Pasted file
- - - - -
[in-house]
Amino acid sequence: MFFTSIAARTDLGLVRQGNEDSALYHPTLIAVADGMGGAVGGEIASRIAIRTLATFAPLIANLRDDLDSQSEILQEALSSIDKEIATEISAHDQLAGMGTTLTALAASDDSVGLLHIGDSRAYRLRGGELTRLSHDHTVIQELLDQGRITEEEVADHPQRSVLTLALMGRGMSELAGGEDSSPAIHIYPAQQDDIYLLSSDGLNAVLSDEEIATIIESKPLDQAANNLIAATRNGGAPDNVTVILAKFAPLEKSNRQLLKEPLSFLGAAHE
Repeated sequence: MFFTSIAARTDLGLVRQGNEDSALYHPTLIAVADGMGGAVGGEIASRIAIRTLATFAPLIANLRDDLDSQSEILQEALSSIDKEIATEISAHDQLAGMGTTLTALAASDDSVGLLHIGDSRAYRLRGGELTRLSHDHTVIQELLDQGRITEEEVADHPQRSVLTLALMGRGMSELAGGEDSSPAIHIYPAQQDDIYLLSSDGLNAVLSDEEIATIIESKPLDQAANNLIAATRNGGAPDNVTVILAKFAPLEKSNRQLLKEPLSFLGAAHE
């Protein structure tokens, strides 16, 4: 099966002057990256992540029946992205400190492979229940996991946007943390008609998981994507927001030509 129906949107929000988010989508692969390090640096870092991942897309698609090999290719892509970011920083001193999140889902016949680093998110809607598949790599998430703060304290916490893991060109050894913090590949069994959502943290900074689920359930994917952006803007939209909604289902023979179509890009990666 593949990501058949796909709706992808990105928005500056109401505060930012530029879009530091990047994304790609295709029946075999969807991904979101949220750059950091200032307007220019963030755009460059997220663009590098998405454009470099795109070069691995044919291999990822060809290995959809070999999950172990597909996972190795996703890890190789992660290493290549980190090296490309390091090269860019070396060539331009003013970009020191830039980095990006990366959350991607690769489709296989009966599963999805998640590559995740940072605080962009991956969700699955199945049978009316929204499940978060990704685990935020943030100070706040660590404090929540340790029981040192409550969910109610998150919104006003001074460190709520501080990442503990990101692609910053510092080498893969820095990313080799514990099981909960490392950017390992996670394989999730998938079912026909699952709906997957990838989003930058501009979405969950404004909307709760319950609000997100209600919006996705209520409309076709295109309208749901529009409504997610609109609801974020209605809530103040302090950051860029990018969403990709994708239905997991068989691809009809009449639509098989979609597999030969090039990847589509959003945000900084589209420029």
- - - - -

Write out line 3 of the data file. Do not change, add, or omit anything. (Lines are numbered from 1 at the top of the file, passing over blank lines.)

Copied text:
Repeated sequence: MFFTSIAARTDLGLVRQGNEDSALYHPTLIAVADGMGGAVGGEIASRIAIRTLATFAPLIANLRDDLDSQSEILQEALSSIDKEIATEISAHDQLAGMGTTLTALAASDDSVGLLHIGDSRAYRLRGGELTRLSHDHTVIQELLDQGRITEEEVADHPQRSVLTLALMGRGMSELAGGEDSSPAIHIYPAQQDDIYLLSSDGLNAVLSDEEIATIIESKPLDQAANNLIAATRNGGAPDNVTVILAKFAPLEKSNRQLLKEPLSFLGAAHE